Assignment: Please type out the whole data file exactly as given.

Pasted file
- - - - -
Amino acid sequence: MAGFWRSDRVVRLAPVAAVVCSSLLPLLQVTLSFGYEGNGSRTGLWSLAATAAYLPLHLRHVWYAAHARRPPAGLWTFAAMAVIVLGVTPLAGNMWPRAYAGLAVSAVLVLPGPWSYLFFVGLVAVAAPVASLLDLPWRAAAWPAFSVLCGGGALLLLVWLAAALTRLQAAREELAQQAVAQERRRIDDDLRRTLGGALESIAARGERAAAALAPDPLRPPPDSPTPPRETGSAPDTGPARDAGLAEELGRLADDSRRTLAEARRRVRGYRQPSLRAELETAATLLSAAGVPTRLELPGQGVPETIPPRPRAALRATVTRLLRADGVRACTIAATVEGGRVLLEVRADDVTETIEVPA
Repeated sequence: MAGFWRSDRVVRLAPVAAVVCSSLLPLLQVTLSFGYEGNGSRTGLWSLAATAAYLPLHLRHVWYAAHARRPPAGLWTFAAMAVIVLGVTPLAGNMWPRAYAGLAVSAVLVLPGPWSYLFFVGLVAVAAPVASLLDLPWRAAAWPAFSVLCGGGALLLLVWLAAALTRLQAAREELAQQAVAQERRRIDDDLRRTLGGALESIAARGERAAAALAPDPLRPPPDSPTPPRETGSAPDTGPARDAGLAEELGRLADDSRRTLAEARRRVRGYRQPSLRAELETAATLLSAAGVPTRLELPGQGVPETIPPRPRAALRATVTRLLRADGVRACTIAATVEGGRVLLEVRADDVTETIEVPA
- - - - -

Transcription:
Amino acid sequence: MAGFWRSDRVVRLAPVAAVVCSSLLPLLQVTLSFGYEGNGSRTGLWSLAATAAYLPLHLRHVWYAAHARRPPAGLWTFAAMAVIVLGVTPLAGNMWPRAYAGLAVSAVLVLPGPWSYLFFVGLVAVAAPVASLLDLPWRAAAWPAFSVLCGGGALLLLVWLAAALTRLQAAREELAQQAVAQERRRIDDDLRRTLGGALESIAARGERAAAALAPDPLRPPPDSPTPPRETGSAPDTGPARDAGLAEELGRLADDSRRTLAEARRRVRGYRQPSLRAELETAATLLSAAGVPTRLELPGQGVPETIPPRPRAALRATVTRLLRADGVRACTIAATVEGGRVLLEVRADDVTETIEVPA
Repeated sequence: MAGFWRSDRVVRLAPVAAVVCSSLLPLLQVTLSFGYEGNGSRTGLWSLAATAAYLPLHLRHVWYAAHARRPPAGLWTFAAMAVIVLGVTPLAGNMWPRAYAGLAVSAVLVLPGPWSYLFFVGLVAVAAPVASLLDLPWRAAAWPAFSVLCGGGALLLLVWLAAALTRLQAAREELAQQAVAQERRRIDDDLRRTLGGALESIAARGERAAAALAPDPLRPPPDSPTPPRETGSAPDTGPARDAGLAEELGRLADDSRRTLAEARRRVRGYRQPSLRAELETAATLLSAAGVPTRLELPGQGVPETIPPRPRAALRATVTRLLRADGVRACTIAATVEGGRVLLEVRADDVTETIEVPA